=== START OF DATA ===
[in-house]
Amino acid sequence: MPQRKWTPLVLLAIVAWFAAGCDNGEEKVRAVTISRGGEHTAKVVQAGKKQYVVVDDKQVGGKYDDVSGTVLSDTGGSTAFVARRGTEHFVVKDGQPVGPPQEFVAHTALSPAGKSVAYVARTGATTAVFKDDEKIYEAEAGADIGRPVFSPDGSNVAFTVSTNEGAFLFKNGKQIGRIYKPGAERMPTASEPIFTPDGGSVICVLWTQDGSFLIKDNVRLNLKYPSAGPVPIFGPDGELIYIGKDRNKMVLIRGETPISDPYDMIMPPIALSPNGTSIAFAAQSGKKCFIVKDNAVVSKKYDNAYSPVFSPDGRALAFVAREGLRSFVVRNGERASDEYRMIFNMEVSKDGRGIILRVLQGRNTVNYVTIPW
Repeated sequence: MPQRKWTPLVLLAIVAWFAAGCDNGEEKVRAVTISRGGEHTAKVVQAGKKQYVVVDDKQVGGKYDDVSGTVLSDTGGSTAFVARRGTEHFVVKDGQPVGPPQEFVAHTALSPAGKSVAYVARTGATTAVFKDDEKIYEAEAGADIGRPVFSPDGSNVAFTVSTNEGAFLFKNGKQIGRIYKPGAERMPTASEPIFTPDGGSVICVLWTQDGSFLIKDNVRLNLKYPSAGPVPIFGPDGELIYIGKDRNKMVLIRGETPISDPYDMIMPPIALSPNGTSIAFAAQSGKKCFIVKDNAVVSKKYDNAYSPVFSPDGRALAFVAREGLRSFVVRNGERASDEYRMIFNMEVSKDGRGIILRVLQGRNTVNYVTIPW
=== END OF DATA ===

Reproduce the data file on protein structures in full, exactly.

[in-house]
Amino acid sequence: MPQRKWTPLVLLAIVAWFAAGCDNGEEKVRAVTISRGGEHTAKVVQAGKKQYVVVDDKQVGGKYDDVSGTVLSDTGGSTAFVARRGTEHFVVKDGQPVGPPQEFVAHTALSPAGKSVAYVARTGATTAVFKDDEKIYEAEAGADIGRPVFSPDGSNVAFTVSTNEGAFLFKNGKQIGRIYKPGAERMPTASEPIFTPDGGSVICVLWTQDGSFLIKDNVRLNLKYPSAGPVPIFGPDGELIYIGKDRNKMVLIRGETPISDPYDMIMPPIALSPNGTSIAFAAQSGKKCFIVKDNAVVSKKYDNAYSPVFSPDGRALAFVAREGLRSFVVRNGERASDEYRMIFNMEVSKDGRGIILRVLQGRNTVNYVTIPW
Repeated sequence: MPQRKWTPLVLLAIVAWFAAGCDNGEEKVRAVTISRGGEHTAKVVQAGKKQYVVVDDKQVGGKYDDVSGTVLSDTGGSTAFVARRGTEHFVVKDGQPVGPPQEFVAHTALSPAGKSVAYVARTGATTAVFKDDEKIYEAEAGADIGRPVFSPDGSNVAFTVSTNEGAFLFKNGKQIGRIYKPGAERMPTASEPIFTPDGGSVICVLWTQDGSFLIKDNVRLNLKYPSAGPVPIFGPDGELIYIGKDRNKMVLIRGETPISDPYDMIMPPIALSPNGTSIAFAAQSGKKCFIVKDNAVVSKKYDNAYSPVFSPDGRALAFVAREGLRSFVVRNGERASDEYRMIFNMEVSKDGRGIILRVLQGRNTVNYVTIPW